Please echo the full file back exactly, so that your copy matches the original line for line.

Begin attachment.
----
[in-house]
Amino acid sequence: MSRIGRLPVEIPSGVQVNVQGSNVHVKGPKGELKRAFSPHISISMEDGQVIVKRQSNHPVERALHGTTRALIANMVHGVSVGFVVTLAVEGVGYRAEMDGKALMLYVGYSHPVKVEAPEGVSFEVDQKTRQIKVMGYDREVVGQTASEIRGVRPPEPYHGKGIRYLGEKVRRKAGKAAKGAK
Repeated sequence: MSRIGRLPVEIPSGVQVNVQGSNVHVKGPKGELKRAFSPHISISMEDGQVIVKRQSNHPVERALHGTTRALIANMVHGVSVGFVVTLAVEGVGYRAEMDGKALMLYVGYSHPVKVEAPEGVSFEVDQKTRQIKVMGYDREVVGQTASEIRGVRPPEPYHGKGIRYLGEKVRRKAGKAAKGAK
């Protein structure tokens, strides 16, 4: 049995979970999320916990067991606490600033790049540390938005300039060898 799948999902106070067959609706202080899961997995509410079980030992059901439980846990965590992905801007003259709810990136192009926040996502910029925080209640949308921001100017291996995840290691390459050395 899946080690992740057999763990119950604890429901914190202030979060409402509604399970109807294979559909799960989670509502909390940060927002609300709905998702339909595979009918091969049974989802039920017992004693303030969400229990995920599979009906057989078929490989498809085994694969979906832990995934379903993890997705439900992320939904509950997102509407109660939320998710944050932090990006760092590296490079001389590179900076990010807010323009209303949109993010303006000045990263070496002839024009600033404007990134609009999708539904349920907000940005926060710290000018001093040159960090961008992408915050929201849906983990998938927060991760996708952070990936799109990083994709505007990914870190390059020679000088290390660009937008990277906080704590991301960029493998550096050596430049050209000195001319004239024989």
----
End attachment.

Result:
[in-house]
Amino acid sequence: MSRIGRLPVEIPSGVQVNVQGSNVHVKGPKGELKRAFSPHISISMEDGQVIVKRQSNHPVERALHGTTRALIANMVHGVSVGFVVTLAVEGVGYRAEMDGKALMLYVGYSHPVKVEAPEGVSFEVDQKTRQIKVMGYDREVVGQTASEIRGVRPPEPYHGKGIRYLGEKVRRKAGKAAKGAK
Repeated sequence: MSRIGRLPVEIPSGVQVNVQGSNVHVKGPKGELKRAFSPHISISMEDGQVIVKRQSNHPVERALHGTTRALIANMVHGVSVGFVVTLAVEGVGYRAEMDGKALMLYVGYSHPVKVEAPEGVSFEVDQKTRQIKVMGYDREVVGQTASEIRGVRPPEPYHGKGIRYLGEKVRRKAGKAAKGAK
């Protein structure tokens, strides 16, 4: 049995979970999320916990067991606490600033790049540390938005300039060898 799948999902106070067959609706202080899961997995509410079980030992059901439980846990965590992905801007003259709810990136192009926040996502910029925080209640949308921001100017291996995840290691390459050395 899946080690992740057999763990119950604890429901914190202030979060409402509604399970109807294979559909799960989670509502909390940060927002609300709905998702339909595979009918091969049974989802039920017992004693303030969400229990995920599979009906057989078929490989498809085994694969979906832990995934379903993890997705439900992320939904509950997102509407109660939320998710944050932090990006760092590296490079001389590179900076990010807010323009209303949109993010303006000045990263070496002839024009600033404007990134609009999708539904349920907000940005926060710290000018001093040159960090961008992408915050929201849906983990998938927060991760996708952070990936799109990083994709505007990914870190390059020679000088290390660009937008990277906080704590991301960029493998550096050596430049050209000195001319004239024989």